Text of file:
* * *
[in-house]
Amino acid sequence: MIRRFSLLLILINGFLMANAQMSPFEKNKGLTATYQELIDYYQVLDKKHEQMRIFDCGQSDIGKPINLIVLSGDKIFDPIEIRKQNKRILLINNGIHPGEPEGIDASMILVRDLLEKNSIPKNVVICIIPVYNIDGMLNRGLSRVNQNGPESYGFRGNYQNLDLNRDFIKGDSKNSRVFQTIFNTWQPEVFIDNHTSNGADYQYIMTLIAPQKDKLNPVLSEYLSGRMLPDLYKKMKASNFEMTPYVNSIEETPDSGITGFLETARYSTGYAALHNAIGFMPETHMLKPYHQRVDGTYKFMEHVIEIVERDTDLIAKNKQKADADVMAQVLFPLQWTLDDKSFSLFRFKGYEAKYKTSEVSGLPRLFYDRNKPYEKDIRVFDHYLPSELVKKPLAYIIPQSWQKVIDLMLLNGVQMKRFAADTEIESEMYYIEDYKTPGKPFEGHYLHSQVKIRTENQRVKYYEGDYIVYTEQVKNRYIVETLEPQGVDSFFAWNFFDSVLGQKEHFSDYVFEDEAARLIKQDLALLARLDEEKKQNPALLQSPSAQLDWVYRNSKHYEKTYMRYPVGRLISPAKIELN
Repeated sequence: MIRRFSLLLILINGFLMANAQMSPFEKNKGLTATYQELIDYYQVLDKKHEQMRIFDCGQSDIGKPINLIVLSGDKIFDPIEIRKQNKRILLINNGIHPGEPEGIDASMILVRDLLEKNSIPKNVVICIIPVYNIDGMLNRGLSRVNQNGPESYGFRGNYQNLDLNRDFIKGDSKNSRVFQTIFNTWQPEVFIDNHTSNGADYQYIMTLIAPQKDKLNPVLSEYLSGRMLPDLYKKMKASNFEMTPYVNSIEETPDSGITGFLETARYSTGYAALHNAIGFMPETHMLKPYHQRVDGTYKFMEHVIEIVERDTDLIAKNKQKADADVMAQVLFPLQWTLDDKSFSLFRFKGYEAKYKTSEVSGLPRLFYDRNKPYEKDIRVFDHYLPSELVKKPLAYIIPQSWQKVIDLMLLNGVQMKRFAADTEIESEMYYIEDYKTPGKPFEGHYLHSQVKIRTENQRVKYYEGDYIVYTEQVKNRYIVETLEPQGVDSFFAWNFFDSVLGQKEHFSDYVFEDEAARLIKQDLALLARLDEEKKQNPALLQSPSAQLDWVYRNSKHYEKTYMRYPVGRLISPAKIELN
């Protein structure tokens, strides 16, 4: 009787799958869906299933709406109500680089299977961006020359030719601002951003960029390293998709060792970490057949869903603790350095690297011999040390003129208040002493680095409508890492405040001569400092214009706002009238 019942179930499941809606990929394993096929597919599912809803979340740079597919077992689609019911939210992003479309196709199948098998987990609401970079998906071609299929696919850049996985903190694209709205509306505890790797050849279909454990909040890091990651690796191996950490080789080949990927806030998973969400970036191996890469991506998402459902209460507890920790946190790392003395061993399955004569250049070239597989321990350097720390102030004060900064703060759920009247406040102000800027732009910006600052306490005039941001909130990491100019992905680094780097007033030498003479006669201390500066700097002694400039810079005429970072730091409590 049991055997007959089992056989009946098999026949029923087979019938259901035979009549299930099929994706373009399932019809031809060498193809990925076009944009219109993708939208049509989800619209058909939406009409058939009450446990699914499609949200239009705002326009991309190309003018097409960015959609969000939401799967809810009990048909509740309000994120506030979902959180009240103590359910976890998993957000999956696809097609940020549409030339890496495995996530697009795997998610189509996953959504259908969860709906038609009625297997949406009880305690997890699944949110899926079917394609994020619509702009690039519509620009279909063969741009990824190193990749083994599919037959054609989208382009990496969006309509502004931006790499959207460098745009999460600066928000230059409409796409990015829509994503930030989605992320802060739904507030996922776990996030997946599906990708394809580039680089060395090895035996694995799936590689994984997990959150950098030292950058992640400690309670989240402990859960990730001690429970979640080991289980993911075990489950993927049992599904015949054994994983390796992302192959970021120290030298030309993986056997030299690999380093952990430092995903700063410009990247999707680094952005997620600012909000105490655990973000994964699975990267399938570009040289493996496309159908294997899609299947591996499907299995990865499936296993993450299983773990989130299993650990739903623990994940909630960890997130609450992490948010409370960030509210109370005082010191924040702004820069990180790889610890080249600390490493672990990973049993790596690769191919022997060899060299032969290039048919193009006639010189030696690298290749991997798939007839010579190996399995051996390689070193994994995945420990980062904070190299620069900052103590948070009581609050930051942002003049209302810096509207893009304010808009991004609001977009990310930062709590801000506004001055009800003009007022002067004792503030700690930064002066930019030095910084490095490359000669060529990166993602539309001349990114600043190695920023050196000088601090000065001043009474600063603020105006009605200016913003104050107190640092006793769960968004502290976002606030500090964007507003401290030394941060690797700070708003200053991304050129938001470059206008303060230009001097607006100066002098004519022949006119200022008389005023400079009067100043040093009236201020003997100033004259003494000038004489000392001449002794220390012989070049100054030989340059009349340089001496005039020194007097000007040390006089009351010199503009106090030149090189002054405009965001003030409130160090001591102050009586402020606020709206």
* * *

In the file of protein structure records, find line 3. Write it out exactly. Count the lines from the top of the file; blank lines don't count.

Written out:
Repeated sequence: MIRRFSLLLILINGFLMANAQMSPFEKNKGLTATYQELIDYYQVLDKKHEQMRIFDCGQSDIGKPINLIVLSGDKIFDPIEIRKQNKRILLINNGIHPGEPEGIDASMILVRDLLEKNSIPKNVVICIIPVYNIDGMLNRGLSRVNQNGPESYGFRGNYQNLDLNRDFIKGDSKNSRVFQTIFNTWQPEVFIDNHTSNGADYQYIMTLIAPQKDKLNPVLSEYLSGRMLPDLYKKMKASNFEMTPYVNSIEETPDSGITGFLETARYSTGYAALHNAIGFMPETHMLKPYHQRVDGTYKFMEHVIEIVERDTDLIAKNKQKADADVMAQVLFPLQWTLDDKSFSLFRFKGYEAKYKTSEVSGLPRLFYDRNKPYEKDIRVFDHYLPSELVKKPLAYIIPQSWQKVIDLMLLNGVQMKRFAADTEIESEMYYIEDYKTPGKPFEGHYLHSQVKIRTENQRVKYYEGDYIVYTEQVKNRYIVETLEPQGVDSFFAWNFFDSVLGQKEHFSDYVFEDEAARLIKQDLALLARLDEEKKQNPALLQSPSAQLDWVYRNSKHYEKTYMRYPVGRLISPAKIELN